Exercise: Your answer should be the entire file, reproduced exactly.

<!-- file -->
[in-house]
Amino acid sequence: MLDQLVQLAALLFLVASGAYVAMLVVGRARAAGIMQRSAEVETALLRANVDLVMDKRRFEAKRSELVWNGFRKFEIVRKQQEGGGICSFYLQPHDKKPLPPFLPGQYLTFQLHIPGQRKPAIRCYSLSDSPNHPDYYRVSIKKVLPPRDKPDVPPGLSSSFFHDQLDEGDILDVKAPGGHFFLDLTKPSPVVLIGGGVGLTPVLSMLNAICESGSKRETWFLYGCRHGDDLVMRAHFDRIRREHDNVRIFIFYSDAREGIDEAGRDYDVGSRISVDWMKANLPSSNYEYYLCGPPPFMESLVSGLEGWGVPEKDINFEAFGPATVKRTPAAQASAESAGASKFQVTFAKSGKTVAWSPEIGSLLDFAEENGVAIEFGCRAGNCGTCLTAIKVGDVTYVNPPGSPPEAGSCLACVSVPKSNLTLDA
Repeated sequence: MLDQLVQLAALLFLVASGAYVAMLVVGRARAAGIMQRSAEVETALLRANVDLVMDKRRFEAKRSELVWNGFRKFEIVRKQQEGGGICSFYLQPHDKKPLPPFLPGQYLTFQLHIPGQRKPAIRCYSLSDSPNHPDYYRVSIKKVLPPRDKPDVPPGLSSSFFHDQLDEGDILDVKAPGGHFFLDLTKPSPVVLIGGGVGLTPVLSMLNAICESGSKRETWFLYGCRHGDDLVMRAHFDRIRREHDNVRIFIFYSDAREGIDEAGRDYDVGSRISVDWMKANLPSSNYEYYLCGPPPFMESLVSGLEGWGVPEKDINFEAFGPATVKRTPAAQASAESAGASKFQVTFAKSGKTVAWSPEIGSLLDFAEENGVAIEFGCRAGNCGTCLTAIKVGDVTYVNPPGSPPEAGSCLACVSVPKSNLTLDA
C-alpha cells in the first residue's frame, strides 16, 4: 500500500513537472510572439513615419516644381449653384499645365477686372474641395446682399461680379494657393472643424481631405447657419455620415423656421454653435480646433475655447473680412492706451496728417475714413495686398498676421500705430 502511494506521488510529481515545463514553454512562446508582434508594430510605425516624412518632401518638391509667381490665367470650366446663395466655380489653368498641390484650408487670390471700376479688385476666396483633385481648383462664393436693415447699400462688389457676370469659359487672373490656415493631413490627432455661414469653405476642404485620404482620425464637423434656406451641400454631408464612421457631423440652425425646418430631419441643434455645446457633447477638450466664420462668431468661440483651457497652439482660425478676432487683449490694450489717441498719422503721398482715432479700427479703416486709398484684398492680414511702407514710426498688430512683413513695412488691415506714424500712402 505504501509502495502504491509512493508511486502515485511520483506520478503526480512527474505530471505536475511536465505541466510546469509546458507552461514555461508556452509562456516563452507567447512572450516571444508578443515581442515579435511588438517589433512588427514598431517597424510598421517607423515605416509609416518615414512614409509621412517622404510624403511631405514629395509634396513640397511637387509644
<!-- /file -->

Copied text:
[in-house]
Amino acid sequence: MLDQLVQLAALLFLVASGAYVAMLVVGRARAAGIMQRSAEVETALLRANVDLVMDKRRFEAKRSELVWNGFRKFEIVRKQQEGGGICSFYLQPHDKKPLPPFLPGQYLTFQLHIPGQRKPAIRCYSLSDSPNHPDYYRVSIKKVLPPRDKPDVPPGLSSSFFHDQLDEGDILDVKAPGGHFFLDLTKPSPVVLIGGGVGLTPVLSMLNAICESGSKRETWFLYGCRHGDDLVMRAHFDRIRREHDNVRIFIFYSDAREGIDEAGRDYDVGSRISVDWMKANLPSSNYEYYLCGPPPFMESLVSGLEGWGVPEKDINFEAFGPATVKRTPAAQASAESAGASKFQVTFAKSGKTVAWSPEIGSLLDFAEENGVAIEFGCRAGNCGTCLTAIKVGDVTYVNPPGSPPEAGSCLACVSVPKSNLTLDA
Repeated sequence: MLDQLVQLAALLFLVASGAYVAMLVVGRARAAGIMQRSAEVETALLRANVDLVMDKRRFEAKRSELVWNGFRKFEIVRKQQEGGGICSFYLQPHDKKPLPPFLPGQYLTFQLHIPGQRKPAIRCYSLSDSPNHPDYYRVSIKKVLPPRDKPDVPPGLSSSFFHDQLDEGDILDVKAPGGHFFLDLTKPSPVVLIGGGVGLTPVLSMLNAICESGSKRETWFLYGCRHGDDLVMRAHFDRIRREHDNVRIFIFYSDAREGIDEAGRDYDVGSRISVDWMKANLPSSNYEYYLCGPPPFMESLVSGLEGWGVPEKDINFEAFGPATVKRTPAAQASAESAGASKFQVTFAKSGKTVAWSPEIGSLLDFAEENGVAIEFGCRAGNCGTCLTAIKVGDVTYVNPPGSPPEAGSCLACVSVPKSNLTLDA
C-alpha cells in the first residue's frame, strides 16, 4: 500500500513537472510572439513615419516644381449653384499645365477686372474641395446682399461680379494657393472643424481631405447657419455620415423656421454653435480646433475655447473680412492706451496728417475714413495686398498676421500705430 502511494506521488510529481515545463514553454512562446508582434508594430510605425516624412518632401518638391509667381490665367470650366446663395466655380489653368498641390484650408487670390471700376479688385476666396483633385481648383462664393436693415447699400462688389457676370469659359487672373490656415493631413490627432455661414469653405476642404485620404482620425464637423434656406451641400454631408464612421457631423440652425425646418430631419441643434455645446457633447477638450466664420462668431468661440483651457497652439482660425478676432487683449490694450489717441498719422503721398482715432479700427479703416486709398484684398492680414511702407514710426498688430512683413513695412488691415506714424500712402 505504501509502495502504491509512493508511486502515485511520483506520478503526480512527474505530471505536475511536465505541466510546469509546458507552461514555461508556452509562456516563452507567447512572450516571444508578443515581442515579435511588438517589433512588427514598431517597424510598421517607423515605416509609416518615414512614409509621412517622404510624403511631405514629395509634396513640397511637387509644